New modeling work has shown that if the current climate change continues through 2100, the Antarctic ice cap could contribute up to five meters to sea level rise in subsequent centuries. These results, which do not take into account the increase linked to the melting of the Greenlandic ice sheet and mountain glaciers, were published in the Journal of Glaciology.
Much like an ice cube out of the freezer, glaciers and ice caps take a while to readjust when their surroundings heat up rapidly. If the return to equilibrium takes a few minutes for the ice cube, it is evaluated in decades for the glaciers and in centuries, even in millennia for the ice sheets of Greenland and Antarctica.
Understanding how these huge masses of ice will readjust to the current warming is a major stake for the hundreds of millions of people living near the coasts and whose number continues to grow. Indeed, the sea level rise expected at the end of the century is far from representing the total rise that we would incur if global greenhouse gas emissions were not rapidly reduced.
Towards a sea level rise of several meters
Against this background, a team of researchers recently set out to assess the response of the ice sheet to theAntarctic (the largest) to a more or less warmed climate and maintained at this level for several centuries. In other words, the climatic conditions reached in 2100 are considered constant until the next millennium in order to allow the ice sheet to reach its new equilibrium.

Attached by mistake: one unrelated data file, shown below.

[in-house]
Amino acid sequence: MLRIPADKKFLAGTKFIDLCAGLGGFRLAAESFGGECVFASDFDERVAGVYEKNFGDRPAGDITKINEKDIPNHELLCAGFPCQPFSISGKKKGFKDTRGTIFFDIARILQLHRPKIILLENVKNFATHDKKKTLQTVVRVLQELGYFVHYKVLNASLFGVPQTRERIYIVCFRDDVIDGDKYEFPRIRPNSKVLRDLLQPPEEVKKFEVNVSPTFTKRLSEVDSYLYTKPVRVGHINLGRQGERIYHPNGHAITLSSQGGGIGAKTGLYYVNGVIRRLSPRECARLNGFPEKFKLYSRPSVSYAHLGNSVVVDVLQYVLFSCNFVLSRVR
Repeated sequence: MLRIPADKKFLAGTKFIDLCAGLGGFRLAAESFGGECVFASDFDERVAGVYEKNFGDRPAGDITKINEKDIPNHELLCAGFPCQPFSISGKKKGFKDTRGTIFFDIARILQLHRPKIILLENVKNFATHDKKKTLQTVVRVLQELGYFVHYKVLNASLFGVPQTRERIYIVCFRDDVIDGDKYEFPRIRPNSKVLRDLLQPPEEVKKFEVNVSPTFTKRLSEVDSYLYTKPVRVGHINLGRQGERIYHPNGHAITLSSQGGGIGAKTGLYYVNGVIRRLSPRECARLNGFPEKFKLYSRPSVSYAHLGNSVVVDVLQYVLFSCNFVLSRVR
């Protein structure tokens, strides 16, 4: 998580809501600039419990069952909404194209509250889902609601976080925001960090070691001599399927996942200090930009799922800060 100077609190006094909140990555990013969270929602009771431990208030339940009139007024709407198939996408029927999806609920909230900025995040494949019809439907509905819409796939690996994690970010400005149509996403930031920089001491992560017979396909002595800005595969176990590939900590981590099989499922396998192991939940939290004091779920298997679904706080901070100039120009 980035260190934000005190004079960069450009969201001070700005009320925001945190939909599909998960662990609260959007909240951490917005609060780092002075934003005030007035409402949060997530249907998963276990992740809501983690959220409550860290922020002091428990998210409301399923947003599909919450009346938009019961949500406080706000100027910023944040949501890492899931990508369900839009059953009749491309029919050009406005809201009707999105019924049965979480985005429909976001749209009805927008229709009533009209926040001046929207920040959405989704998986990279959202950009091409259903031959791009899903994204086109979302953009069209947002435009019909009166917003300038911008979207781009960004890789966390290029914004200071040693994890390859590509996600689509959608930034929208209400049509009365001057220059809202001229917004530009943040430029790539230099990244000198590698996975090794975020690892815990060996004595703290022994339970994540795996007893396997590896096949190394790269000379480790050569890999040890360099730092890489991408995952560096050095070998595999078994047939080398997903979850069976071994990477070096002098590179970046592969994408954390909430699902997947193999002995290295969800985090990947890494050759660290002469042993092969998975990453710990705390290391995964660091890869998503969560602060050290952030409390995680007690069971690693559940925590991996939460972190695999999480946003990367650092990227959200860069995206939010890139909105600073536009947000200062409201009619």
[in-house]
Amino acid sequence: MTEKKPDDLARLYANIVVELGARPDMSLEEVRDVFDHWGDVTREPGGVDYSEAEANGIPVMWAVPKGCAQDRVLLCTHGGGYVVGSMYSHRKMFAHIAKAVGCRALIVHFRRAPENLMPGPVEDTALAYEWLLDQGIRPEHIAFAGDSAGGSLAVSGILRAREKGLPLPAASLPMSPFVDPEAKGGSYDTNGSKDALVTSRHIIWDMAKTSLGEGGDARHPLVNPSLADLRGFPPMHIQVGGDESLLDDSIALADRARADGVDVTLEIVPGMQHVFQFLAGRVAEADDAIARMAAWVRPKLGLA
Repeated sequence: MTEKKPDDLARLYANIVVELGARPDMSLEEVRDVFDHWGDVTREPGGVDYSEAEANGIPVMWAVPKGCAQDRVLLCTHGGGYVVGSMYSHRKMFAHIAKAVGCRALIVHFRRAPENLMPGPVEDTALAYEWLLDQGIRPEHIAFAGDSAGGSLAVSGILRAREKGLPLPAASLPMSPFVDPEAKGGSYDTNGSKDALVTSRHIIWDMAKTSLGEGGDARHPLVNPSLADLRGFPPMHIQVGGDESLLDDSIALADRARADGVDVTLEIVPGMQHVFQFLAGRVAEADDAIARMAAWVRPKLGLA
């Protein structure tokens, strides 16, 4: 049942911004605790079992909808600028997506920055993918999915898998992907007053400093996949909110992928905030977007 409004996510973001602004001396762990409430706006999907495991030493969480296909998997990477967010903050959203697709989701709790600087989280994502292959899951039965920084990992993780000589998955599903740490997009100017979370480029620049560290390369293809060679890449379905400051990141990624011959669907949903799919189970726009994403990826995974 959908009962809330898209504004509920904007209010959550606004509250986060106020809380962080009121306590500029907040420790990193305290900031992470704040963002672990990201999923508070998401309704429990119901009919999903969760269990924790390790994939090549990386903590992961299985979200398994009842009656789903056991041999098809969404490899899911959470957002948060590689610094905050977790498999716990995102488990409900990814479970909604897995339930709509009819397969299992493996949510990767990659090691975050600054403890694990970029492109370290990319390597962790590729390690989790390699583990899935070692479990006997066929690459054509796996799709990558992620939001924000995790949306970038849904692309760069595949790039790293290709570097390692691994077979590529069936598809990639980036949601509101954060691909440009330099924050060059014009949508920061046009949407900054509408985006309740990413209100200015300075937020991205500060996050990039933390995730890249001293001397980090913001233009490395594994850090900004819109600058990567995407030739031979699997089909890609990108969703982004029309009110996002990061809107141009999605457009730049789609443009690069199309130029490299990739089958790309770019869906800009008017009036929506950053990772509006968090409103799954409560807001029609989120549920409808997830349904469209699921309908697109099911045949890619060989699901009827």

An extension of the simulations carried out within the framework of the sixth polar ice cap model intercomparison project (ISMIP6), the study shows that with uncontrolled warming, the contribution of the Antarctic ice cap to sea level rise is staggered from 1.5 to more than 5 meters by the year 3000, the average being around 3.5 meters. Conversely, if a strong and coordinated action is quickly put in place, this contribution would amount to only a few tens of centimeters.
Furthermore, the West Antarctic ice sheet systematically collapses in uncontrolled warming scenarios. This high sensitivity is due to the fact that the western cap rests on a bedrock essentially located below sea level unlike the eastern cap. Thus, it is subject to dynamic instabilities which, once a certain heating threshold has been crossed, lead to dislocation in several deeply irreversible stages.
Multisecular consequences that depend on our current actions
The results obtained are based on the SICOPOLIS model (acronym for SImulation COde for POLythermal Ice Sheets). In total, fourteen simulations were carried out in the uncontrolled warming scenario and three in the context of controlled warming. In fact, the warmer the climate, the greater the uncertainty, which requires a greater number of simulations to frame the range of possibilities. Finally, it should be noted that this work does not take into account the elevation associated with the melting of mountain glaciers nor that associated with the retreat of the Greenlandic ice sheet.
« This study clearly demonstrates that the impact of 21st century climate change on the Antarctic ice sheet extends far beyond the 21st century itself and the most serious consequences will probably not be visible until later », Summarizes Christopher Chambers, main author of the paper. ” Future work will include more realistic scenario-based simulations, as well as the use of other ice cap models to model the consequences. ».